"I am so much in love with her, that I dare not think what may come of it," replied Walter.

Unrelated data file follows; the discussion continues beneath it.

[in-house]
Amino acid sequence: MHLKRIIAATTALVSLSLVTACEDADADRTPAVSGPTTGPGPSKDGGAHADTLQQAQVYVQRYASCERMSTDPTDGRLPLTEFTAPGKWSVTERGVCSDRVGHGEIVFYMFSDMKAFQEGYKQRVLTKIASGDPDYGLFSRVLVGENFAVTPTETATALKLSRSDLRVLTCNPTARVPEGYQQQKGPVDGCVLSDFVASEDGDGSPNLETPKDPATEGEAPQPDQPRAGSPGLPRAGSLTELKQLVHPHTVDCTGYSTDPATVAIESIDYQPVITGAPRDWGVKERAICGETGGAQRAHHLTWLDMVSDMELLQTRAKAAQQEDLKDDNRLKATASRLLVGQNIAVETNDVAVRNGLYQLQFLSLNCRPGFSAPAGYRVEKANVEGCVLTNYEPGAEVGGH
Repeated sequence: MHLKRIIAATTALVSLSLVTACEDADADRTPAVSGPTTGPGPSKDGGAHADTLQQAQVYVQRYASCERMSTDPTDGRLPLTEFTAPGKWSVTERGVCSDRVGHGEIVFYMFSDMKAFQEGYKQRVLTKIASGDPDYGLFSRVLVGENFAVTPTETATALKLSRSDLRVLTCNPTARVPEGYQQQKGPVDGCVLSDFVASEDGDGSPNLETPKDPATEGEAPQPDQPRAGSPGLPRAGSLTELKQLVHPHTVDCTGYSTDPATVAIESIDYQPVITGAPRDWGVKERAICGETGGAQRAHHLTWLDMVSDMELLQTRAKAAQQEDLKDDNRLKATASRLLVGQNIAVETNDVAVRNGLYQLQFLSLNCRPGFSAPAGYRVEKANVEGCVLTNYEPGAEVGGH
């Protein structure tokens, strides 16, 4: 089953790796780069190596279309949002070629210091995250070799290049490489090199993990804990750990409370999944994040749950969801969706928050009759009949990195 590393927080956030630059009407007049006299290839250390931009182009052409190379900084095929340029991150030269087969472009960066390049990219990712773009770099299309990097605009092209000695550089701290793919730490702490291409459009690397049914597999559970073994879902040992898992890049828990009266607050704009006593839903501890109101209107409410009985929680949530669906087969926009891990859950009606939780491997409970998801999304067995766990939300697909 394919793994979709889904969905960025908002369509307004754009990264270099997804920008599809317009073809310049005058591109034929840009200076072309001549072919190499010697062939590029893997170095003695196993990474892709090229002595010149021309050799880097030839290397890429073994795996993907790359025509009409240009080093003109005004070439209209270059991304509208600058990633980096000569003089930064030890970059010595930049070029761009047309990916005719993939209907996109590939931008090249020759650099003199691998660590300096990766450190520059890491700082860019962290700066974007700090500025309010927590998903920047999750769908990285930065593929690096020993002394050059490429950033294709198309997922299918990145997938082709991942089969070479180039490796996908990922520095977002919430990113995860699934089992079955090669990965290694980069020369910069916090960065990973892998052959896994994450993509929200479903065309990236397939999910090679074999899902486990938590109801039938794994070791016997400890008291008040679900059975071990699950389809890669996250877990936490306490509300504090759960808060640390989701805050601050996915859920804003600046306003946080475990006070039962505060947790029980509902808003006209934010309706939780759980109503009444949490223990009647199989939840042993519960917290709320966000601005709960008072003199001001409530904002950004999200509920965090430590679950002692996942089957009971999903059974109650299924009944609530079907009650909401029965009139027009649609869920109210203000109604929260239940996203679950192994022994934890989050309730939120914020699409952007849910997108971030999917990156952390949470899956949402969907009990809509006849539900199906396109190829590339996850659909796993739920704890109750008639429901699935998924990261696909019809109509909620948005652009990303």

"Then for God's sake tell her, and have done with it! Anything will be better than going on like this. I will not say what Lufa is; indeed I don't know what name would at all fit her! You think me a queer, dry, odd sort of a customer: I was different when I fell in love with Lufa. She is older than you think her, though not so old as I am. I kept saying to myself she was hardly a woman yet; I must give her time. I was better brought up than she; I thought things of consequence that she thought of none. I hadn't a stupid ordinary mother like hers. She's my second cousin. She took my love-making, never drew me on, never pushed me back; never refused my love, never returned it. Whatever I did or said, she seemed content. She was always writing poetry. 'But where's her own poetry?' I would say to myself. I was always trying to get nearer to what I admired; she never seemed to suspect the least relation between the ideal and life, between thought and action. To have an ideal implied no aspiration after it! She has not a thought of the smallest obligation to carry out one of the fine things she writes of, any more than people that go to church think they have anything to do with what they hear there. Most people's nature seems all in pieces. They wear and change their moods as they wear and change their dresses. Their moods make them, and not they their moods. They are different with every different mood. But Lufa seems never to change, and yet never to be in one and the same mood. She is always in two moods, and the one mood has nothing to do with the other. The one mood never influences, never modifies the other. They run side by side and do not mingle. The one mood is enthusiasm for what is not, the other indifference to what is. She has not the faintest desire to make what is not into what is. For love, I believe all she knows about it is, that it is a fine thing to be loved. She loves nobody but her mother, and her only after a fashion. I had my leg broken in the hunting-field once; my horse got up and galloped off; I lay still. She saw what had happened, and went after the hounds. She said she could do no good; Doctor Black was in the field, and she went to find him. She didn't find him, and he didn't come. I believe she forgot. But it's worth telling you, though it has nothing to do with her, that I wasn't forgot. Old Truefoot went straight home, and kept wheeling and tearing up and down before the windows, but, till his own groom came, would let no one touch him. Then when he would have led him to the stable, he set his forefeet out in front of him, and wouldn't budge. The groom got on his back, but was scarce in the saddle when Truefoot was oft in a bee-line over everything to where I was lying. There's a horse for you! And there's a woman! I'm telling you all this, mind, not to blame her, but to warn you. Whether she is to blame or not, I don't know; I don't understand her.